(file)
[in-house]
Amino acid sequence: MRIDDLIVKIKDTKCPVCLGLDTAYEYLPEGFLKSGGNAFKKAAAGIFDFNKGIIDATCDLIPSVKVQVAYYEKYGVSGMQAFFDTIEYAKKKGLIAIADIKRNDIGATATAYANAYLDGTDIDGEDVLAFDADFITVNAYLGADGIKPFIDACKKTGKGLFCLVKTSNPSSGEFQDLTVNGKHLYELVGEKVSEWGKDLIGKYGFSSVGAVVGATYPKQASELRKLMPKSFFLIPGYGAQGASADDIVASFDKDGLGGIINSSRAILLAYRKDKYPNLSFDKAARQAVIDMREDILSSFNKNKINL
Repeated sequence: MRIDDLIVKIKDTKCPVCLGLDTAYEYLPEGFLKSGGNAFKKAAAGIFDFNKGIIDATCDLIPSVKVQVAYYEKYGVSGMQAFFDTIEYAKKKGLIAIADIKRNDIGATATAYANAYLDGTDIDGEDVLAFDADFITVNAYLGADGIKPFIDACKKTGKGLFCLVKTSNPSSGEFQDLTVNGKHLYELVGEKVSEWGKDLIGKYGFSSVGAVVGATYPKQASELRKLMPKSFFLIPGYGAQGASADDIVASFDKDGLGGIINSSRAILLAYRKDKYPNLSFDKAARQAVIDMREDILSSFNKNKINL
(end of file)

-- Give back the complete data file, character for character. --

[in-house]
Amino acid sequence: MRIDDLIVKIKDTKCPVCLGLDTAYEYLPEGFLKSGGNAFKKAAAGIFDFNKGIIDATCDLIPSVKVQVAYYEKYGVSGMQAFFDTIEYAKKKGLIAIADIKRNDIGATATAYANAYLDGTDIDGEDVLAFDADFITVNAYLGADGIKPFIDACKKTGKGLFCLVKTSNPSSGEFQDLTVNGKHLYELVGEKVSEWGKDLIGKYGFSSVGAVVGATYPKQASELRKLMPKSFFLIPGYGAQGASADDIVASFDKDGLGGIINSSRAILLAYRKDKYPNLSFDKAARQAVIDMREDILSSFNKNKINL
Repeated sequence: MRIDDLIVKIKDTKCPVCLGLDTAYEYLPEGFLKSGGNAFKKAAAGIFDFNKGIIDATCDLIPSVKVQVAYYEKYGVSGMQAFFDTIEYAKKKGLIAIADIKRNDIGATATAYANAYLDGTDIDGEDVLAFDADFITVNAYLGADGIKPFIDACKKTGKGLFCLVKTSNPSSGEFQDLTVNGKHLYELVGEKVSEWGKDLIGKYGFSSVGAVVGATYPKQASELRKLMPKSFFLIPGYGAQGASADDIVASFDKDGLGGIINSSRAILLAYRKDKYPNLSFDKAARQAVIDMREDILSSFNKNKINL